Gerry is the CEO of a mid-sized pharmaceutical company.
Concerned by the volume of recent promotions within his organization, he reached out to human resources at the company’s monthly meeting to learn why.
He became frustrated by their inability to adequately answer his questions so he ordered the formation of a special committee to take a closer look.
Before any promotion would be approved, a committee comprised of HR leaders and C-Level executives, would have to review it. When a promotion was approved, the employee would be required to receive a favorable rating at their next performance review before receiving his/her new salary.
Gerry’s initiative proved successful, so he thought. The number of promotions and salary increases declined, but there were undesirable consequences. Valued employees became discouraged by the lack of promotability within the organization and left to work for the competition. Turnover skyrocketed and the cost to hire and train new employees to fill these open positions far exceeded the cost of the promotions.
What we’ve got here is failure to communicate
The above is a fictitious scenario that illustrates the consequences of not asking the right questions. Gerry had good intentions. He identified a potential problem and went to HR address it.
Without sufficient information, he implemented an unnecessary process that turned out to be detrimental to the company.
The concerns of HR are different than those of C-level executives.
CEOs are focused on profitability, while HR is focused on talent. The secret to effective communication is to ask the right questions to get the information you need to make decisions that are in the best interest of the company.
Here’s what the CEO should be asking HR at every meeting:
“How are our recruiting efforts coming along?”
According to SHRM’s 2016 Human Capital Benchmarking Report, it costs an average of $4,129 to recruit for and fill an open position. It’s no wonder that the talent shortage topped a recent World Economic Forum’s list of worries keeping CEOs awake at night, noted by 77% of the CEOs surveyed. To get the full picture, CEOs need to ask:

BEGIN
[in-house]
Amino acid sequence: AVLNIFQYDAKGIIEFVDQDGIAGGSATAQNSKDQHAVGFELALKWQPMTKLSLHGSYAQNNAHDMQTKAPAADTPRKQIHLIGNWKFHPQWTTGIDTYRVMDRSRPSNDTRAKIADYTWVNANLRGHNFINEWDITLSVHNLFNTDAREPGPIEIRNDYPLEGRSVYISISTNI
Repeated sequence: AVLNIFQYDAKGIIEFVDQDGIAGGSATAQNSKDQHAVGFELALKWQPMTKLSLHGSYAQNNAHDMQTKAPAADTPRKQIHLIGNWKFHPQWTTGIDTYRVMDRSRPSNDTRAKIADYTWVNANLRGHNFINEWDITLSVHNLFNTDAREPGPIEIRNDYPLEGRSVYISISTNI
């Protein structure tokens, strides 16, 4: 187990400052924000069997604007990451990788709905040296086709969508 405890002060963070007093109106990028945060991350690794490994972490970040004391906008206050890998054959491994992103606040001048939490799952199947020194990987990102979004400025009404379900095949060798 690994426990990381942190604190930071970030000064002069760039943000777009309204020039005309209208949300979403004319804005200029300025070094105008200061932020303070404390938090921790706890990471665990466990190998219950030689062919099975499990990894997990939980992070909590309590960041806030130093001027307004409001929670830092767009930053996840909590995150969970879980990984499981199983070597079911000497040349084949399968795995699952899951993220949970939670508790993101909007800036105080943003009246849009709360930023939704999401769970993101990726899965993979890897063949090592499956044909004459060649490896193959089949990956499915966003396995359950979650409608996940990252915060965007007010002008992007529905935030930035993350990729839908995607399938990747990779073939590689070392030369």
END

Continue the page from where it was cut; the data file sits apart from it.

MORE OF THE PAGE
- How many openings do we currently have?
- Are these openings impacting our overall productivity?
- What will be the cost to fill these open positions?
- How long does it typically take to fill these positions?
“What strategies do we have in place to retain our top performers?”
With such a high cost per hire, you want to ensure you’re providing your top performers with enough incentive to stay. To evaluate the situation you need to ask:
- What is our turnover rate?
- How do we recognize our top performers?
- What programs do we have in place for employee development?
- Are we offering competitive salaries?
“What are we doing to ensure a favorable employee experience?”
The employee experience encompasses your employees’ physical surroundings, the technology available, and the organization’s culture. A great one can attract and retain top talent while building a deeply engaged workforce. HR is responsible for many of the tasks that contribute to the employee experience. To learn more about their efforts, you should ask:
- What is our process for onboarding new employees?
- How do we coach, develop, and support our employees?
- How do we encourage employee advocacy?
- What is our communication strategy?
“Show me the metrics!”
CEOs need to know the big picture.
If your HR department is delivering reports in multiple spreadsheets pieced together from various systems, it’s time to consider using human capital management software. Cloud-based HCM systems, like Balance Point’s solution, leverage data, dashboards, and reporting capabilities to offer helpful insight in order to make strategic choices about talent, scheduling, and other workforce needs.
Another benefit to the CEO is the Executive Dashboard, a visual representation that provides a quick and easy way to view the company’s labor trends and metrics in real-time, without needing to run reports or export data. User-friendly graphs and charts present all the information needed to make financial and compliance decisions in one place.
Dive Deeper With Your Free CFO Guide To HCM
Want to take a more strategic approach to managing your workforce? This guide will give you what you need to for better collaboration with HR, attracting and retaining talent, and identifying soft costs, and of course several other key topics for CFOs.